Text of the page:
Next up was the monetization panel, and I must say that the Disqus gal was extremely attractive. I recognized her from the Disqus booth at the DataWeek Conference I attended a couple of weeks ago. Disqus is more than just the widget I've seen on news sites and other blogs that allow comments. It links commenters to other media they may find relevant and offers revenue sharing from recommended content. I had wondered how they monetized their platform. VigLink monetizes links to merchants and Luvocracy monetizes endorsements (just remember the FTC's mission from my discussion above). I noticed The Mad Video's exhibit at iFabbo showed how it installs an embedded data layer over an online video that can link to product information or a vendor's storefront. I might use the services that monetize text links but visual overlays are probably more useful for bloggers pushing mainly visual content. I also wonder how these services will display on mobile devices if they are used with Pinterest and Instagram visual product endorsements.
The best lesson I took from the monetizers was that search engines give higher rankings to blogs and media pages with video content. Videos are shared more often and are more likely to be on Google Search's first page of results. I have my own YouTube channel and one of the first things I did when I set it up was to enable the ad display function. I admit that I don't have many videos posted but I can make time to record some finance-related monologues once I find a decent camera. The panel also mentioned that the most important content must be at the start of the video because that medium has a high abandonment rate online. I can attest from experience that they're correct. I've given up on many YouTube videos before they finished playing because they took too long to load. If audiences like authentic content, nothing is more authentic than me running my mouth about Wall Street to a camera. I used to consider comments to be authentic but I took them off my blog when they became havens for abuse. I may try Disqus comments on my Alfidi Capital website pages as an experiment. The Disqus gal assured us that her service's users are among the most content-engaged people on the Web and are often other bloggers. I'm a frequent commenter on Disqus myself. One panelist advised us to make our blog ads look more like our content by adjusting the ads' color schemes and borders. Okay, but some ad services may not allow that.
More hot women appeared on the final panel to discuss the future of fashion and beauty. Remember all of those really imaginative futures we should have had by now, with flying cars and moon colonies? Well, they haven't happened yet and I'm still waiting for a time travel conveyance or something. I'm also waiting to see some futuristic Star Trek fashion become real today. I would love to see the fashion industry's interpretation of the wearable technology movement, because that will be the next big thing attracting venture funding once VCs lose their infatuation with social media and Big Data. Anyway, enough of my wandering. The panel said web content is so heavily re-blogged that original content matters. Getting your blog on networks and aggregators reaches new readers who follow major brands (look no further than my presence on Seeking Alpha, which got me my first big waves of Web traffic in the finance sector).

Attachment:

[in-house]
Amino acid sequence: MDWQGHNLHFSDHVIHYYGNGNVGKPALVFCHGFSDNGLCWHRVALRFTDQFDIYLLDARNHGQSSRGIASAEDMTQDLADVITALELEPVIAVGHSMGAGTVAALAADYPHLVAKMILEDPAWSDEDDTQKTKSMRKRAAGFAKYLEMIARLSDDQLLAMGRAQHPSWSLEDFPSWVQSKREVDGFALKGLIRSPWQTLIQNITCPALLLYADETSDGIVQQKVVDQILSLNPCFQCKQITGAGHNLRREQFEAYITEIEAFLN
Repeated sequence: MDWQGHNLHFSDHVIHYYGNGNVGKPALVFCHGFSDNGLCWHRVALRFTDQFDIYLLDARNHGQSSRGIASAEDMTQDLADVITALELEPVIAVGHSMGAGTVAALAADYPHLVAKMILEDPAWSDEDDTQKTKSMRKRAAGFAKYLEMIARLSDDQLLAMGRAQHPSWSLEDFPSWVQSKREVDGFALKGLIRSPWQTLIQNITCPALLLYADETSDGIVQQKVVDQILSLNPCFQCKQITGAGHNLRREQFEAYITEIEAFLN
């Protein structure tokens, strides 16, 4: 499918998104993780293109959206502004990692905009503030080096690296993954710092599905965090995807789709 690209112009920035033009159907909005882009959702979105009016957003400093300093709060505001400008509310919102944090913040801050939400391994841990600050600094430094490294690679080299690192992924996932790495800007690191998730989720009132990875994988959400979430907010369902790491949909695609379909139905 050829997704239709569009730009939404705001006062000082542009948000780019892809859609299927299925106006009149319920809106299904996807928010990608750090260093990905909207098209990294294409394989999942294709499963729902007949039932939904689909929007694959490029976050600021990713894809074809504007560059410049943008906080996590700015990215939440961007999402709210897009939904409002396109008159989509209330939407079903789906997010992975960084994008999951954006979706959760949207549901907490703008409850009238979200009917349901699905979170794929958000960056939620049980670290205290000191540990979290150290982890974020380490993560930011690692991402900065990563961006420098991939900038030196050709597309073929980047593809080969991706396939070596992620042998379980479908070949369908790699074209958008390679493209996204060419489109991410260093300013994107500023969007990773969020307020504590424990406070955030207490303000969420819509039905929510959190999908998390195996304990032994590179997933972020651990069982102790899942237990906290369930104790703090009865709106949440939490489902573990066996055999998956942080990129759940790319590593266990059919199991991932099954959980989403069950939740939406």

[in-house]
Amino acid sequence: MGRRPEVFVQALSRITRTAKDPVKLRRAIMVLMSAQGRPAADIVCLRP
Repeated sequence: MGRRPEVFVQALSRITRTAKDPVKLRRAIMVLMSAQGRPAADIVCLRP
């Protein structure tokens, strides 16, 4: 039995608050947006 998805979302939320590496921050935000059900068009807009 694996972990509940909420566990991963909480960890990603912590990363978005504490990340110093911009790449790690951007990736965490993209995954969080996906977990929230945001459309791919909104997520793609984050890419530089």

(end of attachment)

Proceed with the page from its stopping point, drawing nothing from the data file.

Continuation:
It will eventually dawn on technologists that the emergence of Pinterest and Instagram, and the Google Search algorithm's configuration to favor videos, mark the dawn of post-literate culture in the developed world. Those two platforms are almost entirely visual. Text, data, and links are embedded but appear minimally intrusive. I can't see myself using either platform because I have to publish business commentary in a text-based format.
Keynote speaker Jacqueline Wales inspired the audience with her Fearless Factor approach to motivation. She had plenty of great advice about presenting an authentic self, having a good attitude, being focused and disciplined, knowing your audience, and recovering from adversity. Her most memorable observations were that people fail when they play small rather than big, and that the biggest failure is the failure to try. Lots of struggling bloggers can probably relate to Jacqueline's personal history of overcoming obstacles.
You may be wondering how I'm going to tie all this in to the finance sector. Wonder no more. Here we go. I haven't written much on apparel companies but I did publish my analysis of Frederick's of Hollywood a few years ago when they were executing a turnaround strategy. Bulge bracket investment banks do plenty of corporate finance work in the fashion and beauty sector. The bigger i-banks usually consider fashion and beauty to be a subset of their consumer/retail practices. California Apparel News tracks fashion sector deal flow on its finance page. Just-Style also carriers fashion finance news and market intelligence. There's even potential for entrepreneurial disruption in the fashion sector right here in The City. Macy's Union Square sponsors Fashion Incubator San Francisco (FiSF), where aspiring designers can launch clothing lines. I truly believe those incubating designers should connect with the wearable tech sector and make wonderful things happen.
This iFabbo conference for fashion and beauty bloggers was really something else. I stepped outside the pinstriped finance sector for a day and wore one of my own more daring ensembles, red shirt and everything. I met quite a few very attractive women but only time will tell if they find Yours Truly to be intriguing. Normal women can't help themselves around me so I have reason for optimism. Most importantly, I got a brief education on a business sector I've never experienced before. The blog success tips were way cool, and success is always in fashion.